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What are your pet peeves re English usage?

 
 
Merry Andrew
 
  1  
Reply Tue 1 Nov, 2005 08:22 pm
No, no, Setanta. JTT received a divine message from Steven Pinker hissownself. Have some respect for your betters (and mine, too, of course). May whoever is the patron saint of language preserve us from pedants who claim to eschew pedantry.
0 Replies
 
Merry Andrew
 
  1  
Reply Tue 1 Nov, 2005 08:25 pm
P.S. D'ye think JTT is really Bill Casselman?
0 Replies
 
goodfielder
 
  3  
Reply Tue 1 Nov, 2005 08:26 pm
Snuck. I hate that non-word. It's "sneaked". But even journalists here are using it now. It's right up there with "dove" - not the bird but the past tense of "to dive". It's "dived" not "dove".
Setanta
 
  1  
Reply Tue 1 Nov, 2005 08:27 pm
Even Casselman showed a modicum of style . . . here, i'll google it, that's where all the answers are . . .
0 Replies
 
goodfielder
 
  1  
Reply Tue 1 Nov, 2005 08:28 pm
sorry about the duplicate that SNEAKED in here somehow.
0 Replies
 
Merry Andrew
 
  1  
Reply Tue 1 Nov, 2005 08:31 pm
Clever how you snuck that in, goodie. Smile
0 Replies
 
Steve 41oo
 
  1  
Reply Wed 2 Nov, 2005 06:26 pm
snuk dove

snove duk


whatever it is im absolutely snukkered and about to dove under duvet
0 Replies
 
McTag
 
  1  
Reply Thu 3 Nov, 2005 02:15 am
I quite like snuck. It's kind of comforting to use, like chomped.
0 Replies
 
goodfielder
 
  1  
Reply Thu 3 Nov, 2005 04:44 am
Chomped I quite like. I mean it's so onomatopaeic - I probably spelled that wrong and I'm too lazy to look it up. Anyway "chomp" no worries.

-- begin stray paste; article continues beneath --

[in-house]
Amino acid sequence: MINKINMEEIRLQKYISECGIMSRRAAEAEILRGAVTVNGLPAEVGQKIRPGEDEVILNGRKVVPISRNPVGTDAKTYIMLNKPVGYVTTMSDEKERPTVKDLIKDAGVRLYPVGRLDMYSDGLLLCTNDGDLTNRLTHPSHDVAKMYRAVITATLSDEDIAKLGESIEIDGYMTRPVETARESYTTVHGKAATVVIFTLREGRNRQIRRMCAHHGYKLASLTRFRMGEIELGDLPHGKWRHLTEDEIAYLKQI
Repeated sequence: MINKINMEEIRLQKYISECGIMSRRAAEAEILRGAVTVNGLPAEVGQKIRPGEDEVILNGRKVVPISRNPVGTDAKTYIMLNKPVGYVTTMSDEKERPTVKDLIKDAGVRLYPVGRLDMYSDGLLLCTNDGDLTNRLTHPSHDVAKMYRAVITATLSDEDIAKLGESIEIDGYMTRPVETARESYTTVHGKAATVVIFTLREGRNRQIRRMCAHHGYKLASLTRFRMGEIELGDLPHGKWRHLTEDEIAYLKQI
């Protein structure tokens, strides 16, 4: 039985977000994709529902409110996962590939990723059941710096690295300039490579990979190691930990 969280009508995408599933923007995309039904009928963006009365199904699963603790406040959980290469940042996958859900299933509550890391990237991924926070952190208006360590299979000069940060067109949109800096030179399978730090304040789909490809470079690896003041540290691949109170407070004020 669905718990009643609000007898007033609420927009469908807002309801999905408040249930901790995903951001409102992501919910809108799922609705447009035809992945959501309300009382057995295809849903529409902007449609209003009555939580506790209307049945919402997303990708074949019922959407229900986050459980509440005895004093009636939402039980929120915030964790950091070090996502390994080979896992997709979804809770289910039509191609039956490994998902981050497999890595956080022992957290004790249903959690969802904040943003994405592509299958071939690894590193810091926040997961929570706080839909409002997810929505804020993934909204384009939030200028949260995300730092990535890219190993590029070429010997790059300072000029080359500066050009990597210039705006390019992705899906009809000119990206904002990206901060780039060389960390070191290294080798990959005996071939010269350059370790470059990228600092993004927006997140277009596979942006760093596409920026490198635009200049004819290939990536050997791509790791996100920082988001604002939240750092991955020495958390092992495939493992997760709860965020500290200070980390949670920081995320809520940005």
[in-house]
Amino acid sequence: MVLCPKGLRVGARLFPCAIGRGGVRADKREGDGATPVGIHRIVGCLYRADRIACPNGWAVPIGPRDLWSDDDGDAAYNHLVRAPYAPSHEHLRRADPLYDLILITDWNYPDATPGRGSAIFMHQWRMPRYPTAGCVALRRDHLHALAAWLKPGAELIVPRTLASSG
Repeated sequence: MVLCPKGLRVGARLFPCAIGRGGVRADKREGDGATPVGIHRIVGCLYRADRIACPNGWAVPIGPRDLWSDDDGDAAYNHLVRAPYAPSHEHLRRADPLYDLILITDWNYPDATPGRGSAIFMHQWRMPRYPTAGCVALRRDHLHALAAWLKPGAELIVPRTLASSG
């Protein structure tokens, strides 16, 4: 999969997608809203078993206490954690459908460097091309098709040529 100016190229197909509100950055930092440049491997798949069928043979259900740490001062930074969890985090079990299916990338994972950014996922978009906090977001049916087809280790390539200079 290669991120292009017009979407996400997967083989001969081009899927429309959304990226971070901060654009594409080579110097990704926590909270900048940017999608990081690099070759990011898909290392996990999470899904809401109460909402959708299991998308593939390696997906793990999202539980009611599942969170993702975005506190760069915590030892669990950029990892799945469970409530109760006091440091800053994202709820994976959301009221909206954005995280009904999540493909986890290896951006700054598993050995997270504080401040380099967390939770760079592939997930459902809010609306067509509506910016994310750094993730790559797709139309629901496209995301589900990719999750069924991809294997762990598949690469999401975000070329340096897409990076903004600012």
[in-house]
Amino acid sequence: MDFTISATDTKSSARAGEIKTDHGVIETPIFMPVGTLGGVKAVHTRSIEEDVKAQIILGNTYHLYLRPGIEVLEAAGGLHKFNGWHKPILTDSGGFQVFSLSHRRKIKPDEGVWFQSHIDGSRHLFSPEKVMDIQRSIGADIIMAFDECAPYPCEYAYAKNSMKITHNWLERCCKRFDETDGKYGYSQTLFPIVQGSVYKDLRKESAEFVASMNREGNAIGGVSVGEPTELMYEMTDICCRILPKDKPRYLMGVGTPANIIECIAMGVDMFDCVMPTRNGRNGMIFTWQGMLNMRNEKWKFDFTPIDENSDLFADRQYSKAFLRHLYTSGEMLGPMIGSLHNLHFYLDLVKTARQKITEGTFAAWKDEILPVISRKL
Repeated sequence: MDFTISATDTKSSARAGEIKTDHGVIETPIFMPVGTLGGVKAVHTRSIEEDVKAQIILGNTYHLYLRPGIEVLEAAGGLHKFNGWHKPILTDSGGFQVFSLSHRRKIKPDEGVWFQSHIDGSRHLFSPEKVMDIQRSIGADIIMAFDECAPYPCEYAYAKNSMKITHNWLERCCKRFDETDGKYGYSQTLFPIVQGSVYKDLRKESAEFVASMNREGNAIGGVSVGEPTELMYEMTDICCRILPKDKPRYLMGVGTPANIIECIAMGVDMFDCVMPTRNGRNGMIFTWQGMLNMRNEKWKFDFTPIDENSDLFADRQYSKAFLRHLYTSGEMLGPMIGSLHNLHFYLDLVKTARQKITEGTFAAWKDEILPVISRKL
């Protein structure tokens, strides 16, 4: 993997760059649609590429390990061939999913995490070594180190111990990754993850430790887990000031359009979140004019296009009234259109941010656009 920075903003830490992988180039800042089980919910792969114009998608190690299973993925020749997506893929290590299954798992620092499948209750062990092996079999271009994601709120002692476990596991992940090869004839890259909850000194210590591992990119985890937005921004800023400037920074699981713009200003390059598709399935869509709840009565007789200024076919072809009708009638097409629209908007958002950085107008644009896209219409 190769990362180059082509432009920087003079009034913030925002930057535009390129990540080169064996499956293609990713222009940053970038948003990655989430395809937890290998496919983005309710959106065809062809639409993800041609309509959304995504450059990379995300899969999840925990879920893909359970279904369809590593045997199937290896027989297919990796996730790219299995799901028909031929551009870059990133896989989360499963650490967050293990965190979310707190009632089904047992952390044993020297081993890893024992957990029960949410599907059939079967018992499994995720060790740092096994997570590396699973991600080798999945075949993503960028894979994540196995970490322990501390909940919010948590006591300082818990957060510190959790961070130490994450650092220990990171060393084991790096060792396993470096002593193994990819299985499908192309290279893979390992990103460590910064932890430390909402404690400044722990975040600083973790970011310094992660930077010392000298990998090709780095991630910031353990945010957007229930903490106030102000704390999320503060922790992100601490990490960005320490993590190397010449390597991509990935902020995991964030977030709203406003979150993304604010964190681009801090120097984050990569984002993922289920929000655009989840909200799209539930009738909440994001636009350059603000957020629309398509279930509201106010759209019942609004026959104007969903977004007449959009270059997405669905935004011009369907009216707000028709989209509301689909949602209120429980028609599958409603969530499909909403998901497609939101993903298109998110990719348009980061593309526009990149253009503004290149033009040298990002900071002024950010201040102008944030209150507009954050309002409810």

MA - I couldn't resist it Very Happy - but thanks for the wind-up blokes - just as well only a few words annoy the heck out of me Razz
0 Replies
 
Goldmund
 
  1  
Reply Sat 5 Nov, 2005 06:29 am
Dear friends,

I have heard «off of» often in England. It is my opinion that it is a common phrase. Smile

It is difficult for a foreigner to understand the offensiveness of this phrase to native speakers. It is perhaps possible for a native speaker to explain it?

Kind regards, Smile

Goldmund
0 Replies
 
McTag
 
  1  
Reply Sat 5 Nov, 2005 07:16 am
Well, it's a redundancy.

e.g.

"Take it off of the table" means the same as "take it off the table".

So, it's unnecessary, and most would say it's wrong. I do.
0 Replies
 
Clary
 
  1  
Reply Sun 6 Nov, 2005 03:30 am
Hear, hear! (Or perhaps, Hear!)

Mick Jagger - Hey, hey, you get off of my cloud... started the rot. Can we blame the Yanks here?
0 Replies
 
McTag
 
  1  
Reply Sun 6 Nov, 2005 03:50 am
Sir Michael is a Yank?
0 Replies
 
Merry Andrew
 
  1  
Reply Sun 6 Nov, 2005 07:45 am
I repeat: "Off of" certainly sounds wrong (to me, too). But if you examine its meaning, there is nothing grammatically wrong with it. It's just a bit redundant, is all.
0 Replies
 
Steve 41oo
 
  1  
Reply Sun 6 Nov, 2005 08:57 am
Merry Andrew wrote:
I repeat: "Off of" certainly sounds wrong (to me, too). But if you examine its meaning, there is nothing grammatically wrong with it. It's just a bit redundant, is all.


which is what i said but now Mc Tag and Clary have convinced me is grammatically incorrect too.
0 Replies
 
Setanta
 
  1  
Reply Sun 6 Nov, 2005 12:15 pm
Politically incorrect, mebbe . . . grammatically incorrect? I don't think so . . . get offen yer hobby horse, there, Limeys . . .
0 Replies
 
Steve 41oo
 
  1  
Reply Sun 6 Nov, 2005 02:54 pm
hobby horses

what the **** that you colonial (but genial) dimwit










Smile
0 Replies
 
Walter Hinteler
 
  1  
Reply Sun 6 Nov, 2005 04:35 pm
Sometimes, these New Town people can't hide their rough social background.
0 Replies
 
Setanta
 
  1  
Reply Sun 6 Nov, 2005 05:12 pm
Actually, i've always Steve pulls it off rather well--and in any event, it would be ill-bred of us to take notice of his lack of breeding . . . (for the dimwits in the crowd, the foregoing is not a sexual comment)
0 Replies
 
Nietzsche
 
  1  
Reply Sun 6 Nov, 2005 05:22 pm
The word "that."

In speaking, it doesn't bother me at all, but it can be removed in 75% of its occurences in writing.

"The fact that you write poorly is easily recognized."
The fact you write poorly is easily recognized.

"I understand that you're upset."
I understand you're upset.
0 Replies
 
 

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